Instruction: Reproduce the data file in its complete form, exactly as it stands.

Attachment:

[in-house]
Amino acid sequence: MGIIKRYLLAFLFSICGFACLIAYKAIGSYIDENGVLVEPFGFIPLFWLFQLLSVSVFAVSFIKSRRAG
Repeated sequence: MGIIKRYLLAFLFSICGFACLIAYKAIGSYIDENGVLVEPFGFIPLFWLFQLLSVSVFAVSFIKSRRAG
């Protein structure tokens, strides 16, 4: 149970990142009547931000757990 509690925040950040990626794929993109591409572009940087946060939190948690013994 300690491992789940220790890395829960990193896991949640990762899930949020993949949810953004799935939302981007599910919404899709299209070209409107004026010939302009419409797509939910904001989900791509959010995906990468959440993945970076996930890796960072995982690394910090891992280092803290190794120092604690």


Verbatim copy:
[in-house]
Amino acid sequence: MGIIKRYLLAFLFSICGFACLIAYKAIGSYIDENGVLVEPFGFIPLFWLFQLLSVSVFAVSFIKSRRAG
Repeated sequence: MGIIKRYLLAFLFSICGFACLIAYKAIGSYIDENGVLVEPFGFIPLFWLFQLLSVSVFAVSFIKSRRAG
């Protein structure tokens, strides 16, 4: 149970990142009547931000757990 509690925040950040990626794929993109591409572009940087946060939190948690013994 300690491992789940220790890395829960990193896991949640990762899930949020993949949810953004799935939302981007599910919404899709299209070209409107004026010939302009419409797509939910904001989900791509959010995906990468959440993945970076996930890796960072995982690394910090891992280092803290190794120092604690």